a reason for it. and the government needs to figure out if it swallow potentially a month long delay and, if so, what is it for? and so today cabinet ministers are discussing detailed plans to ramp up preparations for a no—deal brexit. mps had tried to agree their own plan but couldn't find a majority for anything. four options, alternatives to the government steal, or rejected. mps said no to a customs union, no to staying in the single market, no to enough of a referendum, no to the option of cancelling brexit if there was about to be no deal. some have had enough of trying to compromise.” to be no deal. some have had enough of trying to compromise. i have given everything to an attempt to find a compromise that can take this country out of the european union while maintaining our economic strength. and our political cohesion. i accept i have failed. i have failed chiefly because my party
refuses to compromise. i regret, therefore, to announce that i can no longer sit for this party. no, don't go, come on. applause the honourable gentleman has told the house. labour had wanted another chance to vote on alternatives. the prime minister still has been rejected by a very large majority on three occasions. if it is good enough for the prime minister to have three chances at her deal, then i suggest that possibly the house should have a chance to consider again. now a cross— party a chance to consider again. now a cross—party group is trying to force legislation to stop no deal. they admit it won't be easy and say it's definitely worth trying. this place is that, there is gridlock in british politics. how to get things
going again is the big question eve ryo ne going again is the big question everyone here is trying to answer. well, eu leaders have been watching events in westminster and are holding talks on the latest developments. from brussels, here's our correspondent adam fleming. over breakfast in brussels, michel barnier sat out the menu of options facing the uk. pass the deal in the next few days and briefly delayed brexit for a few weeks to settle the details or... if the uk parliament does not vote in favour of the withdrawn agreement, in the coming days, only two options would remain. leaving without an agreement or requesting a longer extension of article 50. it would be the responsibility of the uk government to choose between these two options. he's willing to change the part of the deal about the future to make it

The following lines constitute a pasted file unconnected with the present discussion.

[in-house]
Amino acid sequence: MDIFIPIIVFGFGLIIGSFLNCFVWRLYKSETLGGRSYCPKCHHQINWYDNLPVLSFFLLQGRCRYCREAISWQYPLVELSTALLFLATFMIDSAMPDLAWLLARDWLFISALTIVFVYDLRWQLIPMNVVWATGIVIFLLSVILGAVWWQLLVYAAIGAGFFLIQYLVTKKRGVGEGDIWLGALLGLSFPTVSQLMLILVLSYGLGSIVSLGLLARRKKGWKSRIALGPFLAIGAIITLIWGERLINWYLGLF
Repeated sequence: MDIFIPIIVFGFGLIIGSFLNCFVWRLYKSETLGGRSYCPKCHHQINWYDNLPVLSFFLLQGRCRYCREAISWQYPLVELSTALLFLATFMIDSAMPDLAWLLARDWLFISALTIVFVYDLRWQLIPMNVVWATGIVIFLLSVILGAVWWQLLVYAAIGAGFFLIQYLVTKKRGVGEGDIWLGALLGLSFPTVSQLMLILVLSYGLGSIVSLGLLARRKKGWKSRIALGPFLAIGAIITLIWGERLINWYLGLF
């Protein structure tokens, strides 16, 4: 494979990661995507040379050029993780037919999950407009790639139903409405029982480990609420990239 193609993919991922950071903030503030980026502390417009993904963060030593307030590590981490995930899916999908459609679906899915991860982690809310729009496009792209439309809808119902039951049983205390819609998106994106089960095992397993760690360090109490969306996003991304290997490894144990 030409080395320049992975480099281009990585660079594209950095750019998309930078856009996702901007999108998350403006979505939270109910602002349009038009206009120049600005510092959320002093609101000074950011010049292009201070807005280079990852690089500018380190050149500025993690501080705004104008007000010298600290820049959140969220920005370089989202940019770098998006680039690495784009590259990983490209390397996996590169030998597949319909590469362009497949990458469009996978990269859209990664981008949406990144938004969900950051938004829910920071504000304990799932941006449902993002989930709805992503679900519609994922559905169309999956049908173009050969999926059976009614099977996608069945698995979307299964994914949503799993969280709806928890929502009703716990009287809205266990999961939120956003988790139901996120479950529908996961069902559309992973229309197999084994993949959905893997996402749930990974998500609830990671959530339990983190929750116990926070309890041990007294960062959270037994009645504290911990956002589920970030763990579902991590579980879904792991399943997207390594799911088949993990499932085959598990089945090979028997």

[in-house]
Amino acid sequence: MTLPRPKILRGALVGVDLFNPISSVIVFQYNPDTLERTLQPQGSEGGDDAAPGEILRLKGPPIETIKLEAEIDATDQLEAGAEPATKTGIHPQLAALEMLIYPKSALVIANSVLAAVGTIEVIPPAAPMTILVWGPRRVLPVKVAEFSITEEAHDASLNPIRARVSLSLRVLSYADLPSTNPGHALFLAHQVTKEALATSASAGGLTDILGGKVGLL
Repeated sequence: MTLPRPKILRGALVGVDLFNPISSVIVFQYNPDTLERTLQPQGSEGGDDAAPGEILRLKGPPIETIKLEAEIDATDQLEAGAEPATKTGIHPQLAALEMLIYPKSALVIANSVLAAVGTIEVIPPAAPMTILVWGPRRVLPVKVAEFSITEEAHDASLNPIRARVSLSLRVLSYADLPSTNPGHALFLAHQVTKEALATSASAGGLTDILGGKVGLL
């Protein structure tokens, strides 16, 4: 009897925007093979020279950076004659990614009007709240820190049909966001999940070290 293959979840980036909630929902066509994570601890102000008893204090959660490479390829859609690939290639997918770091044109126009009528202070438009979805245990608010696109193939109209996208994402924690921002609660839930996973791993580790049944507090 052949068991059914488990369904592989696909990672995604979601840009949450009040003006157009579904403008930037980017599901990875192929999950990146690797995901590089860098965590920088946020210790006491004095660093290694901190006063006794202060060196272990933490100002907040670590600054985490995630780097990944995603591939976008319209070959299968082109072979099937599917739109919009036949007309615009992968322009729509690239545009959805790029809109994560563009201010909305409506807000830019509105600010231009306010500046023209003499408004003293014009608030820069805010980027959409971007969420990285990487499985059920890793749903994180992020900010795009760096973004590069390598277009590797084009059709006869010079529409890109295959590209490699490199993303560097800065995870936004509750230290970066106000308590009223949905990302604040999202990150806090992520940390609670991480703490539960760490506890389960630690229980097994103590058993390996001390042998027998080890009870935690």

more appetising to mps, who want to close economic relationship. but the terms of the divorce are settled. close economic relationship. but the terms of the divorce are settledlj terms of the divorce are settled.” don't want to make any comment. just we are waiting for news from london. when is the last moment of the news could come? we are waiting, we are still waiting. the chief negotiator has laid out some of the choices and some of the costs but what happens nextin some of the costs but what happens next in brexit is a decision for eu leaders when they meet theresa may ata leaders when they meet theresa may at a special summit in brussels next week. the european commission presidentjean—claude junker on a visit to rome today said he was still waiting for answers from the uk. just like the rest of the eu. we have a plan. if our plan with the uk isn't working, we need the united kingdom to come forward with another plan that will work. we haven't seen that yet. next stop for michel barnier this morning, briefing at